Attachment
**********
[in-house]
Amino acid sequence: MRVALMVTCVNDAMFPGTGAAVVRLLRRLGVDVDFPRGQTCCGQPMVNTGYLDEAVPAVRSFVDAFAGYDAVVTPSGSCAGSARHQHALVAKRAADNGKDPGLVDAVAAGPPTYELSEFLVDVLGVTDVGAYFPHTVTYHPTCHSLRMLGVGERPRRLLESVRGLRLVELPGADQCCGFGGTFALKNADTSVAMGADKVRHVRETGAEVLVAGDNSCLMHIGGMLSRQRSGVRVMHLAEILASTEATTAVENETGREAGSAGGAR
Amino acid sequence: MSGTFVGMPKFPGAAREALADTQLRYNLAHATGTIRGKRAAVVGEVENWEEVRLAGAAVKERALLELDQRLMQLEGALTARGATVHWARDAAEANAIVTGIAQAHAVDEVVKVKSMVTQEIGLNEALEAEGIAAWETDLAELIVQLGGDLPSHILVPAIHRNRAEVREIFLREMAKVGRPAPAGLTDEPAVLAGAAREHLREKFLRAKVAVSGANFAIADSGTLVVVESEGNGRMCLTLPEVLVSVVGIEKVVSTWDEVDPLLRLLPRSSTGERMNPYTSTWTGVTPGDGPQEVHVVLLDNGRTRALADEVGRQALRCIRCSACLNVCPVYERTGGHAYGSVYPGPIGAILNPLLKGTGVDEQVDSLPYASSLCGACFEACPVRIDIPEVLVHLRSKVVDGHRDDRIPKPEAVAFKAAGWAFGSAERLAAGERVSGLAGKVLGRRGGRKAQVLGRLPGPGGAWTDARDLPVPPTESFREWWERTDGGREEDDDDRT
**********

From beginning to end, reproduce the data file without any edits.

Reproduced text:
[in-house]
Amino acid sequence: MRVALMVTCVNDAMFPGTGAAVVRLLRRLGVDVDFPRGQTCCGQPMVNTGYLDEAVPAVRSFVDAFAGYDAVVTPSGSCAGSARHQHALVAKRAADNGKDPGLVDAVAAGPPTYELSEFLVDVLGVTDVGAYFPHTVTYHPTCHSLRMLGVGERPRRLLESVRGLRLVELPGADQCCGFGGTFALKNADTSVAMGADKVRHVRETGAEVLVAGDNSCLMHIGGMLSRQRSGVRVMHLAEILASTEATTAVENETGREAGSAGGAR
Amino acid sequence: MSGTFVGMPKFPGAAREALADTQLRYNLAHATGTIRGKRAAVVGEVENWEEVRLAGAAVKERALLELDQRLMQLEGALTARGATVHWARDAAEANAIVTGIAQAHAVDEVVKVKSMVTQEIGLNEALEAEGIAAWETDLAELIVQLGGDLPSHILVPAIHRNRAEVREIFLREMAKVGRPAPAGLTDEPAVLAGAAREHLREKFLRAKVAVSGANFAIADSGTLVVVESEGNGRMCLTLPEVLVSVVGIEKVVSTWDEVDPLLRLLPRSSTGERMNPYTSTWTGVTPGDGPQEVHVVLLDNGRTRALADEVGRQALRCIRCSACLNVCPVYERTGGHAYGSVYPGPIGAILNPLLKGTGVDEQVDSLPYASSLCGACFEACPVRIDIPEVLVHLRSKVVDGHRDDRIPKPEAVAFKAAGWAFGSAERLAAGERVSGLAGKVLGRRGGRKAQVLGRLPGPGGAWTDARDLPVPPTESFREWWERTDGGREEDDDDRT